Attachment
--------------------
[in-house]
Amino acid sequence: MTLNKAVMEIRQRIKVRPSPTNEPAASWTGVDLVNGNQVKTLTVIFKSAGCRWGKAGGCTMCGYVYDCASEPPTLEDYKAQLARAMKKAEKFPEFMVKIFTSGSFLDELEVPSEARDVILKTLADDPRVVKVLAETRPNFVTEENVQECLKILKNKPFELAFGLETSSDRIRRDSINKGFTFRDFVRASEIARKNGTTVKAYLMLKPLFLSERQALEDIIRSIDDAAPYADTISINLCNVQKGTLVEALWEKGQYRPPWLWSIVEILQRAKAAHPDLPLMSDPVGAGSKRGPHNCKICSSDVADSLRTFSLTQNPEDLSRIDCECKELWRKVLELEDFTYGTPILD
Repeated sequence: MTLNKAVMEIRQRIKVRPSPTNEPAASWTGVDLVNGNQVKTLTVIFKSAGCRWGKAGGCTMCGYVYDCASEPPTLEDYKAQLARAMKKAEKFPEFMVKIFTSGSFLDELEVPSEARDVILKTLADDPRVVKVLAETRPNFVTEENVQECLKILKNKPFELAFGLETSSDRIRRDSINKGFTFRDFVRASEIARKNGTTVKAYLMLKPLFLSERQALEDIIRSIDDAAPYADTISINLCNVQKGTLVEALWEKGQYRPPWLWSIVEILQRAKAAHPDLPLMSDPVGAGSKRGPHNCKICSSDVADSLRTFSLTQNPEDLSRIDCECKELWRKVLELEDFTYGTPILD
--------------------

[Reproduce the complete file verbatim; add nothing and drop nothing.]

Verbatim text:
[in-house]
Amino acid sequence: MTLNKAVMEIRQRIKVRPSPTNEPAASWTGVDLVNGNQVKTLTVIFKSAGCRWGKAGGCTMCGYVYDCASEPPTLEDYKAQLARAMKKAEKFPEFMVKIFTSGSFLDELEVPSEARDVILKTLADDPRVVKVLAETRPNFVTEENVQECLKILKNKPFELAFGLETSSDRIRRDSINKGFTFRDFVRASEIARKNGTTVKAYLMLKPLFLSERQALEDIIRSIDDAAPYADTISINLCNVQKGTLVEALWEKGQYRPPWLWSIVEILQRAKAAHPDLPLMSDPVGAGSKRGPHNCKICSSDVADSLRTFSLTQNPEDLSRIDCECKELWRKVLELEDFTYGTPILD
Repeated sequence: MTLNKAVMEIRQRIKVRPSPTNEPAASWTGVDLVNGNQVKTLTVIFKSAGCRWGKAGGCTMCGYVYDCASEPPTLEDYKAQLARAMKKAEKFPEFMVKIFTSGSFLDELEVPSEARDVILKTLADDPRVVKVLAETRPNFVTEENVQECLKILKNKPFELAFGLETSSDRIRRDSINKGFTFRDFVRASEIARKNGTTVKAYLMLKPLFLSERQALEDIIRSIDDAAPYADTISINLCNVQKGTLVEALWEKGQYRPPWLWSIVEILQRAKAAHPDLPLMSDPVGAGSKRGPHNCKICSSDVADSLRTFSLTQNPEDLSRIDCECKELWRKVLELEDFTYGTPILD